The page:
This Easter weekend we packed our bags and headed up to Mangrove Mountain to Mangrove Yoga, about an hour north of Sydney, for a family yoga retreat.
It would be a chance for us to switch off from the hectic pace of city life, disconnect from our phones and become one with nature.
Or so we thought…
The retreat started at 2pm on the day before Good Friday. Never ones to conform, we arrived at 9pm to pitch darkness, having missed dinner, taken a 40 kilometre detour and acquiring a puncture along the way.
After such an auspicious start it could only improve from here, right?
1. There’s A Difference Between An Ashram And A ‘Retreat’
A retreat is what a pseudo-spiritual babe (from the Eastern suburbs of Sydney, naturally) who loves yoga-as-a-workout and green-smoothies-as-a-prop goes to.
An ashram is a deeply spiritual experience where you give yourself up to the karmic meanderings of Krishna and other Indian Gods & Goddesses.
There were a few arrivals who looked as though they’d gotten the two mixed up which, I have to say, would be a fairly easy mistake to make. They didn’t seem very happy about it though.
At the ashram, yoga is almost secondary. I barely completed a class during the five days there, although, admittedly, a lot of this was due to escorting #superfitkid from the room whenever he misbehaved.
2. You Are Stripped Of The ‘Essentials’ and left with just the actual essentials
No phone reception.
What, in some, could cause an outbreak of fear and anxiety, is actually deeply liberating.
Without any of the crutches that have blighted our day-to-day lives, you’re transported back to something resembling childhood and become focused only on what is right in front of you.
I had no idea what this would feel like but can say with conviction that there were no ill effects.
The world didn’t stop without me. Which is both reassuring and slightly annoying.
3. Everyone Seems To Only Want Happiness For You
This, I struggled with at the beginning. It’s unnatural and suspicious, right?
Why would this person, who I barely know, be positively inclined towards me? What is he after?
Then, slowly, you realise that with the odd exception (yup, guilty), all egos have been left at the front gate.
No-one is trying to ‘get ahead’, nobody is striving to achieve.
They’re just completely absorbed in the here-and-now. Just enjoying the experience.
And once you can get past that yourself, it’s a beautiful thing. Slightly trippy and a little weird, sure. But really cool.
4. It Gets Real Deep
Turns out these swarmis; or gurus; or nuns – I never quite worked that out – can really groove.
When they get into their mantras or chanting or prayers, things get super-spiritual and almost haunting. The sheer focus and unwavering devotion to what they are doing is awe-inspiring.
This applied to people of all ages, right down to the kids.
I’m not quite sure this Super Fit Dad is quite ready for that in terms of fully participating, but it was somehow life-affirming to behold.
5. Going To Bed At 8pm Feels So Decadent
Dinner at 6.30pm. Bedtime at 8pm. Lights out and ‘mauna’ (silence) from 9pm.
Without the distractions of television, the internet and the dreaded dumb-phone, this is surprisingly easy.
And even #superfitkid seemed to buy into it which made for a relaxing time.
I was towards the end of a gripping novel so did manage to sneak a couple of short reading sessions by the light of a head torch (something I’d definitely recommend packing on account of a) the darkness and b) feeling like Bear Grylls during a midnight bathroom run).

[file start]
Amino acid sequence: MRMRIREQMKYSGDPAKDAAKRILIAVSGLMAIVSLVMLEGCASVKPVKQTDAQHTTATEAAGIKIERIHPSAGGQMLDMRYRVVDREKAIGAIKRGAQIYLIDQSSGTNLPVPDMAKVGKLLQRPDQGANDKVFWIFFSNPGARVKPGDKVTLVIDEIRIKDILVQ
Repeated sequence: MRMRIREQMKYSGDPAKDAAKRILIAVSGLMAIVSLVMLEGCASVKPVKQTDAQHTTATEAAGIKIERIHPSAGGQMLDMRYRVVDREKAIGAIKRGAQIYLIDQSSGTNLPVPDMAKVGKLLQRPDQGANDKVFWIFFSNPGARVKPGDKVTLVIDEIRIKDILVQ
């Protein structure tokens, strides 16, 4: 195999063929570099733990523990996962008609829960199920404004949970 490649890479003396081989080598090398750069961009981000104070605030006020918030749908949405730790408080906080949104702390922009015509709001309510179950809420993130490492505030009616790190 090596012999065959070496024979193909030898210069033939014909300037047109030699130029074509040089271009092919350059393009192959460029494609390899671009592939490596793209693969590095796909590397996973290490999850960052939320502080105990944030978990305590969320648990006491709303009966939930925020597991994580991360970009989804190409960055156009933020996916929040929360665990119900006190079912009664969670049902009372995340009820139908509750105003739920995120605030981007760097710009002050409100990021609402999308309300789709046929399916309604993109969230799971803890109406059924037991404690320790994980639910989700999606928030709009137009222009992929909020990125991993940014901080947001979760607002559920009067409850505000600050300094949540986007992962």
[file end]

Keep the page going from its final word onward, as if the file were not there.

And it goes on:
6. Nobody Minds That Your Kid Is The Worst Behaved Kid There
Because there are no rules per se, everyone is very tolerant and forgiving.
The retreat leaders are so zen and chilled out that a tyrannical four year old is nothing to them.
But I swear to God, I’m sure there were times when they wanted to give #superfitkid a swift whack on the backside as he rode roughshod over their carefully planned meditation sessions with his running and whooping and wrestling.
In the end, though, what in your own eyes is your child being the naughtiest is actually them just adjusting and having fun, and nobody else really seemed to care.
7. ‘Conscious’ Parenting Is Actually ‘A Thing’
I thought we’d gotten away with it.
A relatively painless break without having to get up-close-and-personal. The last night was a movie-night in the rumpus room – all the kids piled onto mattresses on the floor; adults on sofas at the back.
And then the whisper rippled around the room. One of the gurus wondered if we’d like to attend a ‘Conscious Parenting’ session upstairs?
Obviously, I said no immediately.
But #superfitmum wasn’t having any of it so up we went to complete a circle of ten others, despite my whispered howls of protest.
So we sat and each talked through some issues we face in our parenting, and where those stemmed from, as well as highlighting things we do well as parents, lighting a candle as we did so.
Turns out it was one of the best things we did all weekend.
There was no judgment as some of the stories got pretty heavy and some tears were shed. I guess it was how an AA meeting might feel; the collective strength and support of the circle triumphing over any negative thoughts that might get in the way.
I went into this with a very open-mind which, to be honest, I didn’t really need.
A weekend or longer spent here is a truly life-enriching experience that transported me back to a long-forgotten time when life was very simple and uncluttered by the myriad of distractions that most of us face today.
I’m quite sure everyone’s personal experience would be different but all would be rewarding and soulful.
If you have a family this is a great thing to do. If you don’t have a family this is a great thing to do.